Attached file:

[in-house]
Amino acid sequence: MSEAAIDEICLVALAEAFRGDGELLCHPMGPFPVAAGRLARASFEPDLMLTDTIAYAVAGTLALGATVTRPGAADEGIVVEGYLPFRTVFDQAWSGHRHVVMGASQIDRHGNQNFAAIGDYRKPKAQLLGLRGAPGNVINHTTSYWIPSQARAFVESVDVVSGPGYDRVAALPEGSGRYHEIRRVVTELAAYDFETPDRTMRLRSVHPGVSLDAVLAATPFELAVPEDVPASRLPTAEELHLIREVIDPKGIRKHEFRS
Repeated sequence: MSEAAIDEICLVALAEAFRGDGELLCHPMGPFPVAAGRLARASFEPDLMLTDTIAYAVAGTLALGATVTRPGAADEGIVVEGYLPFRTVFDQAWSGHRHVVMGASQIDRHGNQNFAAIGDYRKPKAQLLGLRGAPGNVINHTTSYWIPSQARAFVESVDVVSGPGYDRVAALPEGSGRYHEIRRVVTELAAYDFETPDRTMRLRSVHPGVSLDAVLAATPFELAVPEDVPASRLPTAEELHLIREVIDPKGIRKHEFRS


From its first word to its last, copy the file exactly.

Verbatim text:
[in-house]
Amino acid sequence: MSEAAIDEICLVALAEAFRGDGELLCHPMGPFPVAAGRLARASFEPDLMLTDTIAYAVAGTLALGATVTRPGAADEGIVVEGYLPFRTVFDQAWSGHRHVVMGASQIDRHGNQNFAAIGDYRKPKAQLLGLRGAPGNVINHTTSYWIPSQARAFVESVDVVSGPGYDRVAALPEGSGRYHEIRRVVTELAAYDFETPDRTMRLRSVHPGVSLDAVLAATPFELAVPEDVPASRLPTAEELHLIREVIDPKGIRKHEFRS
Repeated sequence: MSEAAIDEICLVALAEAFRGDGELLCHPMGPFPVAAGRLARASFEPDLMLTDTIAYAVAGTLALGATVTRPGAADEGIVVEGYLPFRTVFDQAWSGHRHVVMGASQIDRHGNQNFAAIGDYRKPKAQLLGLRGAPGNVINHTTSYWIPSQARAFVESVDVVSGPGYDRVAALPEGSGRYHEIRRVVTELAAYDFETPDRTMRLRSVHPGVSLDAVLAATPFELAVPEDVPASRLPTAEELHLIREVIDPKGIRKHEFRS